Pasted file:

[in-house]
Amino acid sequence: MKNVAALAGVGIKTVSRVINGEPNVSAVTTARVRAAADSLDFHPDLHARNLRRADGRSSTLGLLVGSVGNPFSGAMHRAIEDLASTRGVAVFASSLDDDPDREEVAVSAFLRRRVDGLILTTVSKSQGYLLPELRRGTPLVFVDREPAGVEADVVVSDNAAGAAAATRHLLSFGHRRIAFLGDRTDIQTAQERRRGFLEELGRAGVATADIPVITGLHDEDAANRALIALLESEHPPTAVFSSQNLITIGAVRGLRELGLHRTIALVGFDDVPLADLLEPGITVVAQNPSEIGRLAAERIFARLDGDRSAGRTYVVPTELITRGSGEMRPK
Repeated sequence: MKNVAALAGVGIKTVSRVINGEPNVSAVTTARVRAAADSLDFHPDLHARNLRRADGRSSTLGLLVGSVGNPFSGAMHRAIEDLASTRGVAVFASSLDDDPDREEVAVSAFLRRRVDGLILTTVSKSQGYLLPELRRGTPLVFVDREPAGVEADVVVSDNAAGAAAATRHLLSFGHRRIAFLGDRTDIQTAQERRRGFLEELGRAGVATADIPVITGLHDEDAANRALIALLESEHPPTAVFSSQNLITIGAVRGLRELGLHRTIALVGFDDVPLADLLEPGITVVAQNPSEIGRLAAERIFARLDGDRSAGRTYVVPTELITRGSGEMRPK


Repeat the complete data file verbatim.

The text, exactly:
[in-house]
Amino acid sequence: MKNVAALAGVGIKTVSRVINGEPNVSAVTTARVRAAADSLDFHPDLHARNLRRADGRSSTLGLLVGSVGNPFSGAMHRAIEDLASTRGVAVFASSLDDDPDREEVAVSAFLRRRVDGLILTTVSKSQGYLLPELRRGTPLVFVDREPAGVEADVVVSDNAAGAAAATRHLLSFGHRRIAFLGDRTDIQTAQERRRGFLEELGRAGVATADIPVITGLHDEDAANRALIALLESEHPPTAVFSSQNLITIGAVRGLRELGLHRTIALVGFDDVPLADLLEPGITVVAQNPSEIGRLAAERIFARLDGDRSAGRTYVVPTELITRGSGEMRPK
Repeated sequence: MKNVAALAGVGIKTVSRVINGEPNVSAVTTARVRAAADSLDFHPDLHARNLRRADGRSSTLGLLVGSVGNPFSGAMHRAIEDLASTRGVAVFASSLDDDPDREEVAVSAFLRRRVDGLILTTVSKSQGYLLPELRRGTPLVFVDREPAGVEADVVVSDNAAGAAAATRHLLSFGHRRIAFLGDRTDIQTAQERRRGFLEELGRAGVATADIPVITGLHDEDAANRALIALLESEHPPTAVFSSQNLITIGAVRGLRELGLHRTIALVGFDDVPLADLLEPGITVVAQNPSEIGRLAAERIFARLDGDRSAGRTYVVPTELITRGSGEMRPK